ous of Ando’s work, such as the Church of Light, where he attempts to use simple geometry overlapping to lead visitors on a pathway.

Fig 2.8

Perspective photo of the Water Cube in Beijing 2008 A close up of the wall consisting of EFTE (Ethylene Tetrafluoroethylene) Sheets Tourist photo taken of both the water cube and Bird’s Nest


COMPUTATIONAL ARCHITECTURE Traditional design and architecture centralises around the pen and paper. However, with the ever changing knowledge that humanity gains, technology becomes far more sophisticated exponentially. With the change in technology, comes the change in the way we present particular ideas and methods in design. As with all change, the values of what it encompasses brings dischord to the community and thus emerges the need for the discussion of such changes. The discourse of the emerging computational architecture involves people examining the amount of power it has to offer or the inappropriate application of it to the design process. Computational architecture comes in two major forms; computerisation and computation. While both involve having part of the design process on the computer, strictly speaking they are very different. Computerisation is the digitisation of exisiting procedures / entities which have been developed in the mind of the designed. Thus in essence, the virtual world becomes the drawing board of precision and control for the architect or designer. ‘Computation’ is within the same digital realm, however it revolves around using parameters and equations. This process considers given complex situations and forms a framework for the rela8

tionships and subsequently create natural forms and structure. The new process of thinking within the design profression involves more problem analysis and solution synthesis and evaluation. The problem analysiscomponent is where the designer tries to identify the problems of a brief and also attempts to determine the goal. Solution synthesis follows, with it being the design process which tries to find the relationships between the problems and establish possible solutions. And evaluation looks at what outcomes have been generated in the process and relating back to the design intent, select the best generated result3. Since the traditional method of designing looks at the idea being constructed after the brief has been given, computing as the new process allows for a ‘preemptive strike’ of sorts. This allows one to create many different forms and ideas based on a certain variables, but unknown parameters. Then the selection and refinement comes after to mold the design idea to the brief. Within the design industries, there are progressively more computer assisted usage. AutoCAD, rhino, grasshopper, Revit and other programs perform precision measurements for plans, sections, detailing and 3D modelling just to name a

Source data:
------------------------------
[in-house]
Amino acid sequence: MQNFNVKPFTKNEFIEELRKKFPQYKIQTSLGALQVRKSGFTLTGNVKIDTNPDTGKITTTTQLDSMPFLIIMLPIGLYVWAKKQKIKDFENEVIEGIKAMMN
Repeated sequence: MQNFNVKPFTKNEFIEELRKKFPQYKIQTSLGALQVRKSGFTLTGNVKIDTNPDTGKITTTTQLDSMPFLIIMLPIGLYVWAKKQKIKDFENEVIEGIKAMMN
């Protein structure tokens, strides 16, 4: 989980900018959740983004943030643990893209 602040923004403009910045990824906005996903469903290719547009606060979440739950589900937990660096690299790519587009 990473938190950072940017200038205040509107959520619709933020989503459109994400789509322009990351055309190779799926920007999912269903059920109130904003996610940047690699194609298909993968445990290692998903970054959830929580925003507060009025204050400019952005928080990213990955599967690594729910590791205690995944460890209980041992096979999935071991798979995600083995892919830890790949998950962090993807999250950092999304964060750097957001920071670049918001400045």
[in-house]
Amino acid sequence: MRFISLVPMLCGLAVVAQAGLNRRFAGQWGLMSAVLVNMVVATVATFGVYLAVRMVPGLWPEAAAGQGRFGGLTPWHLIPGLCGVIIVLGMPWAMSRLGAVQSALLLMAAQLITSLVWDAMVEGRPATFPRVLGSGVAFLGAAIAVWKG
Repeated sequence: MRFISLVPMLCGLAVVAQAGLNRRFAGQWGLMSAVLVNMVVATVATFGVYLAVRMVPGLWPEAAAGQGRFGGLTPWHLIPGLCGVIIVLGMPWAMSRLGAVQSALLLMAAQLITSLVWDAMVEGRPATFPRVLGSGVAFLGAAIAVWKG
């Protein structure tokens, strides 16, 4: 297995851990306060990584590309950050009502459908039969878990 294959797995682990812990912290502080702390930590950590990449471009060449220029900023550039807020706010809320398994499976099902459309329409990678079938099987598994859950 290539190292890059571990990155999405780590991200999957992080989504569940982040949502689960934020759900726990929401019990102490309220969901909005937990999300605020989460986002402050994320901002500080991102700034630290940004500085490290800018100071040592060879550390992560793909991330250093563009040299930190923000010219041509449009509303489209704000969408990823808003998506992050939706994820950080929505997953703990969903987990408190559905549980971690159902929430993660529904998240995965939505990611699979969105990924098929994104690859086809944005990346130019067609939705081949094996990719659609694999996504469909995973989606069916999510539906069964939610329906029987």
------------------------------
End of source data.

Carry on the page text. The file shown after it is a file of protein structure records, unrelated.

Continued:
With evidence oriented designing (I presume that this is proposing new designs based on precedents and successful structures) computation allows for optimisation of previous ideas and enhances it further to fit the parameters of a design brief. Performance based designing focuses more on the given parameters and restrains, then attempts to model certain algorithms in response to the situation. Louis Sullivan’s well known proclamation that “form follows function” is described as no such casual relationship between the two elements, but rather an intuitive step for designers4.